Southwire Southwire’s SCR Technologies provides continuous rod system equipment and technology for the production of copper and aluminum rod. SCR aluminum rod systems range in capacity from 2.5 to 15 metric tonnes per hour of EC aluminum and alloyed aluminum rod. SCR copper systems range in size from seven to 54 metric tonnes per hour of ETP copper rod or other profiles such as flats. SCR shaft furnaces and furnace systems for rod, billet and anode casting are available with capacities ranging from seven to 60 metric tonnes per hour.

conductor, which delivers considerable cost savings to the industry. Commercial production commenced in July 2010, and is already running at 93 per cent of capacity with an expected turnover this year of $120 million. Some 50 per cent of the rod mill’s 48,000 tonnes per annum output remains as semi-finished wire rods which are exported to the electrical industry in Europe and other GCC states. The remaining 50 per cent of the mill’s output, however, continues through the conductor plant where the rods are converted into wires and stranded into conductors for electrical transmission cables. “We’re currently focusing on the local market with this product, as this is our first obligation. However, we’re going through the process of getting our products accredited with the European and UK utilities so that once local demand is fully met, we can service Europe and the UK.” With output running at near capacity after just nine months, expansion is the obvious next step and OAPIL is working on plans to construct and install an additional rolling mill with a capacity of 75,000 tons. “This will increase our overall capacity by 150 per cent,” states Ramakrishnan. “However, any expansion of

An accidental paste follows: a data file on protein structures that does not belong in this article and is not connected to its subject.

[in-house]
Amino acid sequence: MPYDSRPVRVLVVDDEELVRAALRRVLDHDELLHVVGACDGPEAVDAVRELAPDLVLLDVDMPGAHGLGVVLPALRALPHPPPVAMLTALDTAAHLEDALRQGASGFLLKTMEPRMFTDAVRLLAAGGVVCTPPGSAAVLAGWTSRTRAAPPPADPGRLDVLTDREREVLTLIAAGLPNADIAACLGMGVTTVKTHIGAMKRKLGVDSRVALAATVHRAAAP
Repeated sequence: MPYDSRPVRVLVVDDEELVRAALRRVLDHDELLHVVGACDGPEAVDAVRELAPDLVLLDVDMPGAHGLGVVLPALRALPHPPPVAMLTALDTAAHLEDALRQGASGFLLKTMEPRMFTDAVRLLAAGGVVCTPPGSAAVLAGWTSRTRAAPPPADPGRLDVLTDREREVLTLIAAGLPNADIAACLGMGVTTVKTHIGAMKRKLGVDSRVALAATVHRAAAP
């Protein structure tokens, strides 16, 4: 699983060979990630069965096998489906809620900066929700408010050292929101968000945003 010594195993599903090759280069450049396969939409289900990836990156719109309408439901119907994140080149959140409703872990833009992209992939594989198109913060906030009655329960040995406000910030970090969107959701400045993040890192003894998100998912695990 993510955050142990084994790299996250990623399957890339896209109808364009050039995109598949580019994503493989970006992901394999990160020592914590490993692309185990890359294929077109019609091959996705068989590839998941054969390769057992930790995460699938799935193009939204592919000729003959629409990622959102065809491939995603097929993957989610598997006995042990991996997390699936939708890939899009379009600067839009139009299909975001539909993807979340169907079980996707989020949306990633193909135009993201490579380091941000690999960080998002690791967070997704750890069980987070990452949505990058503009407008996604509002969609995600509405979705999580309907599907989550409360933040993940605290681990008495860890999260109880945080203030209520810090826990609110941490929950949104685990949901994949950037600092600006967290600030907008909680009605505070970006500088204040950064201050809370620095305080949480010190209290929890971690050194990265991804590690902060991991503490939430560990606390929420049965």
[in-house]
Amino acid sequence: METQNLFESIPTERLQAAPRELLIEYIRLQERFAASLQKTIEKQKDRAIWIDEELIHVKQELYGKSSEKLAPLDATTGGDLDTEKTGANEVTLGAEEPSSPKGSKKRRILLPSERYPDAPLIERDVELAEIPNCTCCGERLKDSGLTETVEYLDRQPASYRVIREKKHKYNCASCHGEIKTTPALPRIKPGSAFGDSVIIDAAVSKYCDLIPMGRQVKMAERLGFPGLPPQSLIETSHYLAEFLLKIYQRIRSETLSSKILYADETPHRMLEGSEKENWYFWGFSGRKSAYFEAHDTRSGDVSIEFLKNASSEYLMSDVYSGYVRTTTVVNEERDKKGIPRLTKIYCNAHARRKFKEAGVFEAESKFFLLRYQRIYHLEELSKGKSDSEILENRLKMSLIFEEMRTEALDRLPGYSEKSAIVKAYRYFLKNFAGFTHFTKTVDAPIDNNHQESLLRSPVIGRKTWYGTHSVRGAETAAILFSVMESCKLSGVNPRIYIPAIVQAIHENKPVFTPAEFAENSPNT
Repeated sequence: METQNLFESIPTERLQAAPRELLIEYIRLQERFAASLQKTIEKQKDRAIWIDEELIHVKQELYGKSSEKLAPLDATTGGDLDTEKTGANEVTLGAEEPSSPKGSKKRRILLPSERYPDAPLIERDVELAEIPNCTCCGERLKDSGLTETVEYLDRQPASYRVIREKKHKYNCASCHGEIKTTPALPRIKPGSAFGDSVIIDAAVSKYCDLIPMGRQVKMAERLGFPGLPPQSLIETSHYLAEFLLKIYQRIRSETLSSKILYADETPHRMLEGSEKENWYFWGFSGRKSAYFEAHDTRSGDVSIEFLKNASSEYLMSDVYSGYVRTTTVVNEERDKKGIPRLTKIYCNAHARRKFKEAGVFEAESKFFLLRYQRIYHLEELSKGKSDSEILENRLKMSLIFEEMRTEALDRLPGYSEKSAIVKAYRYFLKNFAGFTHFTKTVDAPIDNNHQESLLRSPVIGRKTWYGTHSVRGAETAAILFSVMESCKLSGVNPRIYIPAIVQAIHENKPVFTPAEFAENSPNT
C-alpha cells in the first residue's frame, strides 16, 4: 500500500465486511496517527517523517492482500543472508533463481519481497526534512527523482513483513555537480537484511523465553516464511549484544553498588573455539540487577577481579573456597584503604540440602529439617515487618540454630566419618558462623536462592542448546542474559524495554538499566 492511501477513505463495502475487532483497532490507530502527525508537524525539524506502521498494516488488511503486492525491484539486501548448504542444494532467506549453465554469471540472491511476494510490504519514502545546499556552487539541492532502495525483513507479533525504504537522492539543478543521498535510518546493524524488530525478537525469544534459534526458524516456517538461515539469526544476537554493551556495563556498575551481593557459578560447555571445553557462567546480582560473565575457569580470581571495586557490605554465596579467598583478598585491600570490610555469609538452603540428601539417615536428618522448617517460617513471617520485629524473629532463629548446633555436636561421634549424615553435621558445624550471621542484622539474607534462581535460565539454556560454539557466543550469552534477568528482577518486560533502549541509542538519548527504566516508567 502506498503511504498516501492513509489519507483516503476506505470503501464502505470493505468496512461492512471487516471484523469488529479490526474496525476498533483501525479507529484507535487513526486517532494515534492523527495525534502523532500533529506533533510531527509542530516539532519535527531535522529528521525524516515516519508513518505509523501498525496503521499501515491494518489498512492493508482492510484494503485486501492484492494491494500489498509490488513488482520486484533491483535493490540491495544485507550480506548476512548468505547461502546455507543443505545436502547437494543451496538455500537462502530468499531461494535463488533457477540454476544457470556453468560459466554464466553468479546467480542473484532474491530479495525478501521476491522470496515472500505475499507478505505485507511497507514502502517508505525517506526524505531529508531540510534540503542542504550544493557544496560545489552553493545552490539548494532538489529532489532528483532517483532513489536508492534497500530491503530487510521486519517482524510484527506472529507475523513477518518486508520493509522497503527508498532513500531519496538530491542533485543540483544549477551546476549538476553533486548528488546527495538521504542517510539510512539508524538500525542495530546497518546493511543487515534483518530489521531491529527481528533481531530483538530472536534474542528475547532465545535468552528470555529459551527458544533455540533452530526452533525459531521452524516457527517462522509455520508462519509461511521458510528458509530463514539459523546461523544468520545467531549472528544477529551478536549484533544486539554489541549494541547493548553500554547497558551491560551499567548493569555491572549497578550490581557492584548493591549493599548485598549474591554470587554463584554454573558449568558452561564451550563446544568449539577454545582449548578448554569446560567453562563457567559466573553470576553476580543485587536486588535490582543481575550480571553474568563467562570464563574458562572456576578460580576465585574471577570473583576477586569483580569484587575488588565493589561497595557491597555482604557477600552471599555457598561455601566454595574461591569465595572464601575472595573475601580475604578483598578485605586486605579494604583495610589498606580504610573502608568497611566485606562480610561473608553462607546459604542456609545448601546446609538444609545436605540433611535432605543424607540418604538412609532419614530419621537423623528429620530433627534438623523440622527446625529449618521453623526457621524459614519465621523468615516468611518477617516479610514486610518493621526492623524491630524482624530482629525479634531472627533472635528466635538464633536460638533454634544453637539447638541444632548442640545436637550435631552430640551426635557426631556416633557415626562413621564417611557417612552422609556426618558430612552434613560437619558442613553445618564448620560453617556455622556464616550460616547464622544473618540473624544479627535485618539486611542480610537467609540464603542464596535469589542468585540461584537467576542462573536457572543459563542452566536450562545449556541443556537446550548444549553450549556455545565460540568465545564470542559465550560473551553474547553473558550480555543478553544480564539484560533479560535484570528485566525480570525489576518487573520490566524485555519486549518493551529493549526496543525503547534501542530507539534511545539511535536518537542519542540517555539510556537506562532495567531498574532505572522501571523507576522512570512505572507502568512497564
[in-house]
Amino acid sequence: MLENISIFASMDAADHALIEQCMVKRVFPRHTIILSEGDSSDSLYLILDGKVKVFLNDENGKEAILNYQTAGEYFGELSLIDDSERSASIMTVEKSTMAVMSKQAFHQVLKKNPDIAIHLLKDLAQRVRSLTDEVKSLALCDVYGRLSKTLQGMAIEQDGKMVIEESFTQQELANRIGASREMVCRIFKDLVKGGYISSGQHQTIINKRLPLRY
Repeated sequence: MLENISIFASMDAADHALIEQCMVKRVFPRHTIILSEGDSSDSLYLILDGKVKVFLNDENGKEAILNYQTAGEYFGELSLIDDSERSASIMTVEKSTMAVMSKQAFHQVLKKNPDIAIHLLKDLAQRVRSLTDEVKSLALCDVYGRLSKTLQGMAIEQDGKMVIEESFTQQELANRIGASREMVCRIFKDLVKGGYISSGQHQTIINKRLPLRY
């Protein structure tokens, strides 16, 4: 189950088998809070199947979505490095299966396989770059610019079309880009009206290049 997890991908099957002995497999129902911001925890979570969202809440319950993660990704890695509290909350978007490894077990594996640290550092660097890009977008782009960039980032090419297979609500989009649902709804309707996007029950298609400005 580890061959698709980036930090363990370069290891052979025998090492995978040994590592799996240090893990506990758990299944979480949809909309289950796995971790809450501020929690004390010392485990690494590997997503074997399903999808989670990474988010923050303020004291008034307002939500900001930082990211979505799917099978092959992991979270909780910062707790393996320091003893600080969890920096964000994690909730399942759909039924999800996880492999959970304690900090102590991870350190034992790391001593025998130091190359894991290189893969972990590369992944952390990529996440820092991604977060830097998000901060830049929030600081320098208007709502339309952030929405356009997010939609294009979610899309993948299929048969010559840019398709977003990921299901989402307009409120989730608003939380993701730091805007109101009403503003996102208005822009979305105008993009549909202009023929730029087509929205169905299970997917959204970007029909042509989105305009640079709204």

Oman Aluminium Processing Industries Limited

our plant is reliant upon the availability of liquid metal from Sohar Aluminium, and with more downstream aluminium projects coming online in the next few years we will be relying on the planned expansion of the smelter to keep the metal flowing. So we are linking our plans with the expansion of the smelter, and we expect a decision on this by September of this year.” OAPIL is also keen to make an impact on the local communities. “Because other companies could come into Oman and take advantage of the low costs, our approach is to protect market share. We are an Omani company, adding value locally and nurturing local talent—currently 75 per cent of our employees are Omani,” says Ramakrishnan. “And more than that, we wanted to participate in the industrialisation of Oman.” Training has played a major part in preparing the plant for operation, particularly as there are no other rolling mills in operation in Oman. With no knowledge base to draw on for people with operational knowledge and experience in the handling of metal and furnaces, the skills had to be provided internally. “The key thing for us was to involve the workforce from the very initial stages. We took many of the local people on up front, six months before the plant began commercial operations,” Ramakrishnan explains. “We charted the skill sets required for each job.

We identified the gaps and then filled those gaps by two methods: on-the-job training while the plant was being commissioned, and by sending people to Southwire in the US,” he continues. Highly experienced engineers were working in the plant throughout the commissioning period, installing the equipment and controls, mapping the automation and so on, and there was constant knowledge transfer from the specialist engineers to the trainee operators. Similarly, key local operators were sent to the US to learn about best practice in terms of safety, better productivity and operations planning, and this knowledge was then brought back to Oman and transferred to the rest of the workforce. The business is still very new, but it has already established a strong customer base in the GCC countries and Europe, based on high specification, high quality products at highly competitive prices. Nothing, however, is constant. And certainly from OAPIL’s perspective, the future will be in a significant phase of expansion that will more than double the plant’s output and provide products to markets across the globe. BE


Oman Aluminum  

Oman Aluminum emea June 11